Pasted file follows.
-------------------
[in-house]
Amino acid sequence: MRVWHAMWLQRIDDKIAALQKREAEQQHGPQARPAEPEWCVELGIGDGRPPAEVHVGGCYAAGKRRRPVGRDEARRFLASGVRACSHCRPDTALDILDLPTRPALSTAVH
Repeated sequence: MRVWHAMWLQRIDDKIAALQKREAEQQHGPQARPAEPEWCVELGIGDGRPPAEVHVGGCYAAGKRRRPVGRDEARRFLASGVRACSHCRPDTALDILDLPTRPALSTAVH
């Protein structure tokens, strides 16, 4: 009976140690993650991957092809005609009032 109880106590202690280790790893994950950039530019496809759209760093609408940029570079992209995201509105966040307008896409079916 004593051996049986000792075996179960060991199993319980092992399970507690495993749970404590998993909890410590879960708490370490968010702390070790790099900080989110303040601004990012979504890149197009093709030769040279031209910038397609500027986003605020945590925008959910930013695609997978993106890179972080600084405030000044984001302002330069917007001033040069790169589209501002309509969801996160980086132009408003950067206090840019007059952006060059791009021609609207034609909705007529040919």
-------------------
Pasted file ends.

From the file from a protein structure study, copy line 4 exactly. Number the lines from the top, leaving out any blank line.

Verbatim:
């Protein structure tokens, strides 16, 4: 009976140690993650991957092809005609009032 109880106590202690280790790893994950950039530019496809759209760093609408940029570079992209995201509105966040307008896409079916 004593051996049986000792075996179960060991199993319980092992399970507690495993749970404590998993909890410590879960708490370490968010702390070790790099900080989110303040601004990012979504890149197009093709030769040279031209910038397609500027986003605020945590925008959910930013695609997978993106890179972080600084405030000044984001302002330069917007001033040069790169589209501002309509969801996160980086132009408003950067206090840019007059952006060059791009021609609207034609909705007529040919």